oThe Shoah and Reconciliation. Though the genocides perpetrated in the Shoah and against the indigenous populations of Canada, Australia, the US and elsewhere must be viewed as different in so many ways, is there a way or ways to use discussions about the Shoah so as to strengthen social resolve to have Reconciliation with indigenous peoples? What could be the advantages of such an approach, what the pitfalls? Is there a German imaginarium of Native Americans, and is is helpful or harmful to attempts at Reconciliation in Turtle Island and elsewhere?

Proposal abstracts (max 300 words) must be submitted online at the PCAACA website at:

*Individual and full panel proposals are considered. For full panel proposals (generally four persons) please include titles, abstracts and contact information for all participants.*

Area Chair:

Claude Desmarais, (German), FCCS


1148 Research Road

UBC, Okanagan Campus

Kelowna, BC

Canada V1V 1V7

Email: (claude.desmarais /at/ <mailto:(claude.desmarais /at/>

Cfp: German Studies Area (PCA, San Diego, California, April 12-15, 2017)

Panel I: Politics and Immigration.

Throughout immigration policy’s long history in Germany, most notably in the aftermath of WWII and German unification in 1990, it has been contested political, social, and cultural territory. This is no less the case now, with Germany taking in some 1.1 million refugees in 2015. What do past cultural, social, and political expressions and manifestations vis-à-vis immigration issues tell us about the present, or vice-versa? What are the moments of cultural production that best inform us about the past, and/or the present, and why?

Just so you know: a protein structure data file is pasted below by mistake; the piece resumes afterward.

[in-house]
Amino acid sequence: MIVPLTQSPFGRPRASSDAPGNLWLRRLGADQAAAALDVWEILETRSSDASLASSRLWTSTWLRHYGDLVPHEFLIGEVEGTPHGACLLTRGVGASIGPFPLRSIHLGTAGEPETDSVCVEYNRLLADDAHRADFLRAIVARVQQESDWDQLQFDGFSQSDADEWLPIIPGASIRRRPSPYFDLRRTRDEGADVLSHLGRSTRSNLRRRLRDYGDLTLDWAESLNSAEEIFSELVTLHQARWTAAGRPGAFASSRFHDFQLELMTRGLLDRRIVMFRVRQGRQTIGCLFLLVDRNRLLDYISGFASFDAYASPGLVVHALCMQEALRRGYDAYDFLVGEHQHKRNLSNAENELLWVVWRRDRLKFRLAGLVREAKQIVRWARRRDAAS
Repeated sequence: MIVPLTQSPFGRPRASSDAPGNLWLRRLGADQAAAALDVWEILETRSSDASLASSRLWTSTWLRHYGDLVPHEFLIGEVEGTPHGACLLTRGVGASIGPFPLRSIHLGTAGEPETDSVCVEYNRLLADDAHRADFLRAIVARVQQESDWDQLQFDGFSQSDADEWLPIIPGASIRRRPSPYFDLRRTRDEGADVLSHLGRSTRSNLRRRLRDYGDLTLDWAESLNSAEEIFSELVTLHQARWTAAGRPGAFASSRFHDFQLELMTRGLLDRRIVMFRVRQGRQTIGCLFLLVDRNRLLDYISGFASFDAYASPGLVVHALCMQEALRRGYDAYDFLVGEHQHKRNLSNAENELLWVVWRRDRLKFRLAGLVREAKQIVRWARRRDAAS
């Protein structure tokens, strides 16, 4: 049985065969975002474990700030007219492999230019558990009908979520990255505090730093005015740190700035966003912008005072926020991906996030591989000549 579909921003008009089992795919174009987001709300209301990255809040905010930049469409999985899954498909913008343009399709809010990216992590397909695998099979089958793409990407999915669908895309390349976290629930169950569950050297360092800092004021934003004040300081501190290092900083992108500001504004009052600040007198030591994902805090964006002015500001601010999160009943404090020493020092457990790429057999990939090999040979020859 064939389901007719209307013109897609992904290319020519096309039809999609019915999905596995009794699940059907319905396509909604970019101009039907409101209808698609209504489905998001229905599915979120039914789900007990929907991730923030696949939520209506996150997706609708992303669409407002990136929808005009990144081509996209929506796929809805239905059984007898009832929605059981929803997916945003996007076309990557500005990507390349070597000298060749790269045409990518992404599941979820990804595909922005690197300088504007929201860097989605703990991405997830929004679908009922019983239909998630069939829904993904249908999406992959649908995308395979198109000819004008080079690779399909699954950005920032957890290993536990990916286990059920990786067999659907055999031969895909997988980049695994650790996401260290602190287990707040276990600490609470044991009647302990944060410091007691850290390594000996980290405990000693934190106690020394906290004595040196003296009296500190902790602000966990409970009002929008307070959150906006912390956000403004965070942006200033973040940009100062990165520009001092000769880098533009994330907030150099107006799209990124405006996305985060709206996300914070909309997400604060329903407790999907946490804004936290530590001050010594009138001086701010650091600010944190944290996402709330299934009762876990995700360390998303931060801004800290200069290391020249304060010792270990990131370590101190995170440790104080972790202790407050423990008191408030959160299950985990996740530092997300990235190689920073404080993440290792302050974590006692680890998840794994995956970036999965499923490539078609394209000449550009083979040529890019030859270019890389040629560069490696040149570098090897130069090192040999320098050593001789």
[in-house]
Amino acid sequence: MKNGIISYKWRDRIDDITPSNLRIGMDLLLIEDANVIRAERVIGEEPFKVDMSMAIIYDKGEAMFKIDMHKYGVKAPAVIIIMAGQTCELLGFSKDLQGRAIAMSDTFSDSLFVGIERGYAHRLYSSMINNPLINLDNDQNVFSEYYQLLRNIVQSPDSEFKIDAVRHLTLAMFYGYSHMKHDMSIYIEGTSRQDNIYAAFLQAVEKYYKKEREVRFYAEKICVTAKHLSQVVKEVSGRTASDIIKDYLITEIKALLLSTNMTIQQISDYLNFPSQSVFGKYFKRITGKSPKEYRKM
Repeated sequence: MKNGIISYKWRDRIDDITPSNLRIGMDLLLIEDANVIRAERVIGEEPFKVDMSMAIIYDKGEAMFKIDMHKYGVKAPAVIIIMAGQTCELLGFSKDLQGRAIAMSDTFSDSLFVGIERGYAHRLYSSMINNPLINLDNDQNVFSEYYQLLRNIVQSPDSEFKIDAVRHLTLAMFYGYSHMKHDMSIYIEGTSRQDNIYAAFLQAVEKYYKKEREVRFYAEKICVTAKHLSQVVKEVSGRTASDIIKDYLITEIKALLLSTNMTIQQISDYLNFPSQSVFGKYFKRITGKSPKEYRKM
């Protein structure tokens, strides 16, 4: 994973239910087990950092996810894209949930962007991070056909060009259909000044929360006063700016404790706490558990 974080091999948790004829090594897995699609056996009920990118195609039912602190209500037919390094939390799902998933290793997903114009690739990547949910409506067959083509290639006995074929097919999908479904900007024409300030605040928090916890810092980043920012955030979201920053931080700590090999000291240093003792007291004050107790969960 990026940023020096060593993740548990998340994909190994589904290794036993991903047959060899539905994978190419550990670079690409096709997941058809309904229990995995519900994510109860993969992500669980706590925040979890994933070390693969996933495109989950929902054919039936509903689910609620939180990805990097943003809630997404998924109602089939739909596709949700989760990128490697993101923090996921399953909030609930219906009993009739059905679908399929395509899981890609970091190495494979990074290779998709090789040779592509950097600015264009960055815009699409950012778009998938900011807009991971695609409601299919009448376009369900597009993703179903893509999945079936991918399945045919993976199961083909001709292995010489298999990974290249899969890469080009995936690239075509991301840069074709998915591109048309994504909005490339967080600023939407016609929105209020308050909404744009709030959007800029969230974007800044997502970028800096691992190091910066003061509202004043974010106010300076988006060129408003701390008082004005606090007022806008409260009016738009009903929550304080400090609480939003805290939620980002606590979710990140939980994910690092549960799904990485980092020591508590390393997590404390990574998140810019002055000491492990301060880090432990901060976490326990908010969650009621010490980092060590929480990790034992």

Panel II: German Comics: The Trouble with Graphic Novels.

The genre trouble between comic and graphic novels is exacerbated at times by the way German culture is (or is not) inscribed and acknowledged in the reception of such texts. What are the markers of German Comics, and are they drawn, written, and received via an audience shaped in German comic traditions? If so, what are the trajectories and intersections with French/Belgian /bande dessinée/, American and British comics/graphic novels, or Japanese comics/graphic novels?

Panel III: Weimar Cinema and Popular Culture: Zombies, Vampires and Robots (from the Future?)

The Weimar Republic was a fecund period of cultural production, and in many ways still speaks to a contemporary (North) American sensibility. What are the Weimar influences on popular culture, particularly in terms of film, and the zombies, vampires and robots in the futuristic, expressionistic vein of film and other media? What is the relation, or is there one, between modern-day German representations to North American audiences, particularly of the zombies, vampires and robots? Do the walkers from “The Walking Dead” translate into German culture? How so? Which cultural dead (Germans?) have been revived by this contemporary fascination with the undead?